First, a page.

8. Di Francisco then proceeded to defendants' car in an effort to locate the additional identification that Rosenberg mention. On the front seat of the defendants' car, Di Francisco found two purses each containing a fully loaded semi-automatic pistol with additional ammunition clips.

9. After obtaining a search warrant, the police searched the bin, discovering a stockpile of ammunition, weapons, explosives, and false identification documents. In particular, the bin contained twelve assorted guns, two of which -- an Uzi 9mm. semi-automatic rifle and an Ithaca twelve-gauge shotgun with its barrel "sawed-off" -- were required to be registered to defendants in the National Firearms Registration and Transfer Record under 26 U.S.C. §§ 5861(d); nearly two hundred sticks of dynamite, more than one hundred sticks of DuPont Trovex, a high explosive, a wide array of blasting agents, blasting caps, batteries and switches; and hundreds of false identification documents, including various drivers' licenses, social security cards, and FBI and DEA identification badges.

10. On December 6, 1984, a federal grand jury returned an indictment charging Blunk and Rosenberg with conspiracy, firearms offenses, and possession of false identification documents. Trial commenced on March 7, 1985. From the beginning of the proceedings, it was evident that Blunk and Rosenberg styled themselves as "political prisoners" rather than criminal defendants. They insisted on being absent from most of the trial proceedings and directed their retained counsel to remain inactive during the trial. To accommodate them, the trial judge provided Blunk and Rosenberg with closed circuit television through which they could monitor the proceedings, and appointed a public defender to remain in the courtroom for the trial to protect the defendants' interests. Both defendants made opening statements to the jury in which they asserted that their conduct was justified by reference to "a higher body of laws." On March 17, 1985, the jury returned a verdict of guilty on all submitted counts. The court imposed the maximum prison sentence on each count and ordered that each sentence run consecutively.*fn1 The defendants' statements at sentencing indicated that their only regret was that they had not been successful.

11. Blunk and Rosenberg timely filed this appeal.


A. Length of Sentence

12. Appellants argue that the district court abused its discretion in imposing the maximum term of imprisonment provided by statute. Our standard of review over this claim is limited. It is well settled that absent procedural defects, an appellate court will not disturb the district court's sentence if it falls within the statutory limits. See Gardner v. Florida, 430 U.S. 349, 357, 51 L. Ed. 2d 393, 97 S. Ct. 1197 (1977); United States v. Tucker, 404 U.S. 443, 447, 30 L. Ed. 2d 592, 92 S. Ct. 589 (1972); United States v. Matthews, 773 F.2d 48, 52 (3d Cir. 1985); United States v. Felder, 744 F.2d 18, 20 (3d Cir. 1984); United States v. Del Piano, 593 F.2d 539, 540 (3d Cir.) (per curiam), cert. denied, 442 U.S. 944, 61 L. Ed. 2d 315, 99 S. Ct. 2889 (1979). Blunk and Rosenberg invite us to find the required procedural defects in the trial court's alleged anticommunist statements and remarks concerning defendant's parole eligibility. For the reasons set out in our discussion of the defendants' bias claims, we conclude that the record does not support their contention.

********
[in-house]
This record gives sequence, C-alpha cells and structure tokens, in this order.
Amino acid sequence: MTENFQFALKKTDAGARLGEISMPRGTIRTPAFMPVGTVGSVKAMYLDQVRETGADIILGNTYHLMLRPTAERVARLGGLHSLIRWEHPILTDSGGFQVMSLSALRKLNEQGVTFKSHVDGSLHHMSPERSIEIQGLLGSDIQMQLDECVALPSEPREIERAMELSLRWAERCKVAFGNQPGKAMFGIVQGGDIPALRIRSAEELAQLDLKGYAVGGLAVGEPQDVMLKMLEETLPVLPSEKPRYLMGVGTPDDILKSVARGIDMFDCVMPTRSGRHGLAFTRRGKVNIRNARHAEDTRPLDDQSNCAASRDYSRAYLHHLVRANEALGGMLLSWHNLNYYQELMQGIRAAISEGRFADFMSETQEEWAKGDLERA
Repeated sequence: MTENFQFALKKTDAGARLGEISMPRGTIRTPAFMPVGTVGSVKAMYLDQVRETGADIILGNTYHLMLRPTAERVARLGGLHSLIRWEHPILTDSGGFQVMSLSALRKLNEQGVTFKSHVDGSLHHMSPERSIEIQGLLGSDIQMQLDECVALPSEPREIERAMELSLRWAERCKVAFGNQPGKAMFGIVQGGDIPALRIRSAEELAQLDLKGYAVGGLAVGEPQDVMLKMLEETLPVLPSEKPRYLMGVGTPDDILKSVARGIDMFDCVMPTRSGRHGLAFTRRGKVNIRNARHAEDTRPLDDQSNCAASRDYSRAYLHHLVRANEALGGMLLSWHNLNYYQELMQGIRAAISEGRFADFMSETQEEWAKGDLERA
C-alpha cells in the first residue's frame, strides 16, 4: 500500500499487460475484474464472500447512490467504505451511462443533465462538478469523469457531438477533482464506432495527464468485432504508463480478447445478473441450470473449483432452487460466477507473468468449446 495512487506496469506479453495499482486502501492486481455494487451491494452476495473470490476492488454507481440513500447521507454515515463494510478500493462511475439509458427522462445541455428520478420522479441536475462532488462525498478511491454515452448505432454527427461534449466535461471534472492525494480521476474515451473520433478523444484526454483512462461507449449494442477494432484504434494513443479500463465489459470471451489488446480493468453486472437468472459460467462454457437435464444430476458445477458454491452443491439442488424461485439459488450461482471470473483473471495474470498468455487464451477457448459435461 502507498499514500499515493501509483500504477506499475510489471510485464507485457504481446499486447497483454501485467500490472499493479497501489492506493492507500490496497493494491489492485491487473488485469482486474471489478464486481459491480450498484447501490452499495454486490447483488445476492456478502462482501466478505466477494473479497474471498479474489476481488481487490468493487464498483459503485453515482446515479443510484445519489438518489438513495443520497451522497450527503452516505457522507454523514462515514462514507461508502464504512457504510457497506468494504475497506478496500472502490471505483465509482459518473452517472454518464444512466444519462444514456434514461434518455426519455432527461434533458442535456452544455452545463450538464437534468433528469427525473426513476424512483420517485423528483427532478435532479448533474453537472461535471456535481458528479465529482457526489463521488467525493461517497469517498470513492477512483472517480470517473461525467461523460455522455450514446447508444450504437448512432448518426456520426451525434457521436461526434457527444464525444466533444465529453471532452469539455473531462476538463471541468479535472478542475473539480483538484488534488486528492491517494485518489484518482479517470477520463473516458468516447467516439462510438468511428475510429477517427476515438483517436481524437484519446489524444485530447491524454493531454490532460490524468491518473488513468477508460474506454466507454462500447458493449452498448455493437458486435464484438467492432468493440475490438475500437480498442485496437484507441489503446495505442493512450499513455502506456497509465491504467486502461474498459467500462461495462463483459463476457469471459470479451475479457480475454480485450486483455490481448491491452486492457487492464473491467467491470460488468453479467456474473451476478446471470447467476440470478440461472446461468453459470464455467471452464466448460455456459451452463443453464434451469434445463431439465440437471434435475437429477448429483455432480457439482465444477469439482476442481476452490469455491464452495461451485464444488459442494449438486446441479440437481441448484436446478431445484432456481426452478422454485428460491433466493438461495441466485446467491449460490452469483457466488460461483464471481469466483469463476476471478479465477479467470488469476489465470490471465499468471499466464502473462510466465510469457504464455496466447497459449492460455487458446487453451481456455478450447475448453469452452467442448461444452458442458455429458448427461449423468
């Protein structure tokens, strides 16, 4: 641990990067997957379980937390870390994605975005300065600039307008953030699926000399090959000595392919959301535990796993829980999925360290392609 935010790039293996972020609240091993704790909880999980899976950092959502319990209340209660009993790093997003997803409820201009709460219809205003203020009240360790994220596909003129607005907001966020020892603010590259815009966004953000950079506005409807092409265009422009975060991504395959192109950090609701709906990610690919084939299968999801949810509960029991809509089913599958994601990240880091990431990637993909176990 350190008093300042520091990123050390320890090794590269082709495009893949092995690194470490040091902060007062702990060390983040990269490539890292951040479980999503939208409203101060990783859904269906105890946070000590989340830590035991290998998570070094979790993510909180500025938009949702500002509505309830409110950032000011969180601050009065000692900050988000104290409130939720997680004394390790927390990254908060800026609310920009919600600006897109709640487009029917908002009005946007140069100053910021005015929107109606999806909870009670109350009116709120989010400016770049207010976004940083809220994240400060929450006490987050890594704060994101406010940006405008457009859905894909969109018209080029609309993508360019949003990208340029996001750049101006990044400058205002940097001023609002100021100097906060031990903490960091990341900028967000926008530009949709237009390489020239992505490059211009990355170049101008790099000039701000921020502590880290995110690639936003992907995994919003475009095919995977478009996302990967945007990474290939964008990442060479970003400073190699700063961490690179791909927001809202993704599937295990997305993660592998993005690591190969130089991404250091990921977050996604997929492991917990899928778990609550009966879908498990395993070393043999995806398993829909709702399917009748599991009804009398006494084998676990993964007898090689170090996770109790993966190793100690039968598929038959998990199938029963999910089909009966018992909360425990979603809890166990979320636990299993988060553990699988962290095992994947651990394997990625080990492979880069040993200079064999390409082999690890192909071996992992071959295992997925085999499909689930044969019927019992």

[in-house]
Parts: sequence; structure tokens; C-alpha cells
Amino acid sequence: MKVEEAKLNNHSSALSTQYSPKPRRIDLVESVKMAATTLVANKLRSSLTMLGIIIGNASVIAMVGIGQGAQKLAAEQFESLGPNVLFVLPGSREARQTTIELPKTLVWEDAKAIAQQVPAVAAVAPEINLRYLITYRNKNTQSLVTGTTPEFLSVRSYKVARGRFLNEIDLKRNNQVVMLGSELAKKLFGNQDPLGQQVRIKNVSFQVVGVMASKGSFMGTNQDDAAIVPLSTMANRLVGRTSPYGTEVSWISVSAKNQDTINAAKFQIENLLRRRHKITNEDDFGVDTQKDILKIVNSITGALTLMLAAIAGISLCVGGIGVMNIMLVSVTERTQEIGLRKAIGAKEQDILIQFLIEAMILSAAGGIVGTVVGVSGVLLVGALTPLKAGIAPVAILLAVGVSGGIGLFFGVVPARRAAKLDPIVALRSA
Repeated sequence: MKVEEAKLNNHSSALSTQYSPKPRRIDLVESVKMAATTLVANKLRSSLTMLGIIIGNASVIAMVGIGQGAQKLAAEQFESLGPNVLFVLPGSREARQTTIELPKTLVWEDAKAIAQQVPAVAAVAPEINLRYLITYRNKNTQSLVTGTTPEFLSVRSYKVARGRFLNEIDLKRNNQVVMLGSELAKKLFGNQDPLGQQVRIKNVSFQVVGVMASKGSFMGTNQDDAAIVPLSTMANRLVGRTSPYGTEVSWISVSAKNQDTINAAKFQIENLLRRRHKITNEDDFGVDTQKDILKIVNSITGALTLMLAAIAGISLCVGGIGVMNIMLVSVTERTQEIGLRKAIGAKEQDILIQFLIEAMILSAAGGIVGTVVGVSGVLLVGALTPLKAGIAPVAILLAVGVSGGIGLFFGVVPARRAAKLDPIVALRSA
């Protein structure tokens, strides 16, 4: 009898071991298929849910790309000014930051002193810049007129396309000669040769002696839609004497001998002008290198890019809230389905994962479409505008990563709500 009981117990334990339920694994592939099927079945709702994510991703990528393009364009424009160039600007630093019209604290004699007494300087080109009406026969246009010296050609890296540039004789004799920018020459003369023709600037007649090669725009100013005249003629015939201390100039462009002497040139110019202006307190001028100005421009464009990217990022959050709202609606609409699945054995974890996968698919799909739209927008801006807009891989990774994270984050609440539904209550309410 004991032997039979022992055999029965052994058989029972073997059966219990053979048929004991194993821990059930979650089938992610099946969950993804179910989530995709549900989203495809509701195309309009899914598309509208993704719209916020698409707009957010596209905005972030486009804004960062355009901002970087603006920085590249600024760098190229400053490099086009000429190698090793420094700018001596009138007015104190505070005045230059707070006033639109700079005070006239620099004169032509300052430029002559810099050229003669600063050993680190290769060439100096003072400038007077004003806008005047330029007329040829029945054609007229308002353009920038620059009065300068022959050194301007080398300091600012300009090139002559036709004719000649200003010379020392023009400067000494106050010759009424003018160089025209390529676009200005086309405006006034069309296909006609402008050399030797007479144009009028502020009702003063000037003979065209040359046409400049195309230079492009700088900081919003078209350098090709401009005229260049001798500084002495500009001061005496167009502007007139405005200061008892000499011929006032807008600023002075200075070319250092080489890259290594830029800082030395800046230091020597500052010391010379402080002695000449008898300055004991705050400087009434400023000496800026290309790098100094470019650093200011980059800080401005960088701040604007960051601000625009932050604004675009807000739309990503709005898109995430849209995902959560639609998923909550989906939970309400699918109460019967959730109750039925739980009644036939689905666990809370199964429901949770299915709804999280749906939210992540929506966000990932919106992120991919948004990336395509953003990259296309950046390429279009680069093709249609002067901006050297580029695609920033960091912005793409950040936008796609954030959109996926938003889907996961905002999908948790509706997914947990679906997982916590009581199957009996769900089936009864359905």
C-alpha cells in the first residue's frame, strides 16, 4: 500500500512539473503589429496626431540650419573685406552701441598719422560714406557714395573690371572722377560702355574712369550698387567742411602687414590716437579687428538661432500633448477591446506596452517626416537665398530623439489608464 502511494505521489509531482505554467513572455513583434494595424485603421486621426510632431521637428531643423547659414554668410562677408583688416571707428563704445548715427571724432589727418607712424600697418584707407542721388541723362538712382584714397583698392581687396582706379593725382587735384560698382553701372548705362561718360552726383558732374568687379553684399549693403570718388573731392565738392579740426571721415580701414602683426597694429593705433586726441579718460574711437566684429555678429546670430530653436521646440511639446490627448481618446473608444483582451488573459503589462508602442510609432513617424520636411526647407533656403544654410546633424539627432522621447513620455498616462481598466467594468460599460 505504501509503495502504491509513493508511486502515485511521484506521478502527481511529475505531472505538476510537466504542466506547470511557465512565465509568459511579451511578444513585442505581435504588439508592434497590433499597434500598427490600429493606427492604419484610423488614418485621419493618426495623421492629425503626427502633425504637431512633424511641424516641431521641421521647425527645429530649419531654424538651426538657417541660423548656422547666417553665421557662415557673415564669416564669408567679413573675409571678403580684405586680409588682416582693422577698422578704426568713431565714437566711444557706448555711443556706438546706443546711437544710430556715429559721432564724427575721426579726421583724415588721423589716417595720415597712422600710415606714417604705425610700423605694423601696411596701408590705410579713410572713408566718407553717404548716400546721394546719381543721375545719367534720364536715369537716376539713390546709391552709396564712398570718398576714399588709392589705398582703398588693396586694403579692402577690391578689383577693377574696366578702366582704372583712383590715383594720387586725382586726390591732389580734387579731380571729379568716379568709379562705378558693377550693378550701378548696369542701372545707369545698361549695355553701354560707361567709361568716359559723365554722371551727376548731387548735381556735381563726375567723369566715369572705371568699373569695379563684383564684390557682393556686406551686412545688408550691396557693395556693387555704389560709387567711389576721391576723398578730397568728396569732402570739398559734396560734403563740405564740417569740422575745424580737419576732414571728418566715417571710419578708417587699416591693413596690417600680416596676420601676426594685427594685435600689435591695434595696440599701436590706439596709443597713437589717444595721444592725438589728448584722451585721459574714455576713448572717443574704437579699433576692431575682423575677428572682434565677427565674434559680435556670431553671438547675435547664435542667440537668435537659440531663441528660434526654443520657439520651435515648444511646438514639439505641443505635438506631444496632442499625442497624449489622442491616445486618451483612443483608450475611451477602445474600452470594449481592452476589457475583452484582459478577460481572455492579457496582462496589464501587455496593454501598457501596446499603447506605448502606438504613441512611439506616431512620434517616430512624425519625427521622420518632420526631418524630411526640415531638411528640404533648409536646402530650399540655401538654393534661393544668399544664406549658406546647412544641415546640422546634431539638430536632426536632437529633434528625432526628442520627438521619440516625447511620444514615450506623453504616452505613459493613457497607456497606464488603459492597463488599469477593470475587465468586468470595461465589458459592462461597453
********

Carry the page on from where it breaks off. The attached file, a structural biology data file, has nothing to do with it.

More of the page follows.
B. Bias

13. Appellants also argue that their sentences resulted from the district judge's bias or prejudice against them, and therefore that we should vacate their sentences and remand the matter for resentencing before a different judge. The proper procedure for disqualification for bias or prejudice is governed by 28 U.S.C. § 144 (1982).*fn2 For the purpose of this statute, the alleged bias or prejudice must stem from an extrajudicial source rather than from facts which the judge has learned from this participation in the case. See United States v. Grinnell Corp., 384 U.S. 563, 583, 16 L. Ed. 2d 778, 86 S. Ct. 1698 (1966); Beverly Hills Bancorp, 752 F.2d 1334, 1341 (9th Cir. 1984). Recusal motions pursuant to this statute must be timely filed, contain a good faith certificate of counsel, and include an affidavit stating material facts with particularity which, if true, would lead a reasonable person to the conclusion that the district judge harbored a special bias or prejudice towards defendants. See generally United States v. Thompson, 483 F.2d 527 (3d Cir. 1973). No such motion was here made.*fn3

14. There is also a rarely invoked exception to § 144's statutory procedure that requires disqualification when a judge displays "pervasive bias" towards defendants regardless of the source of the bias. See Three Mile Island Alert, Inc., 771 F.2d 720, 739 (3d Cir. 1985), cert. denied, 475 U.S. 1082, 106 S. Ct. 1460, 89 L. Ed. 2d 717 (1986); United States v. Meester, 762 F.2d 867, 885 (11th Cir.), cert. denied, 474 U.S. 1024, 106 S. Ct. 579, 88 L. Ed. 2d 562 (1985); Davis v. Board of School Commissioners, 517 F.2d 1044, 1051 (5th Cir. 1975), cert. denied, 425 U.S. 944, 96 S. Ct. 1685, 48 L. Ed. 2d 188 (1976). Appellants argue that the district court's adverse decisions concerning bail and security, the court's ...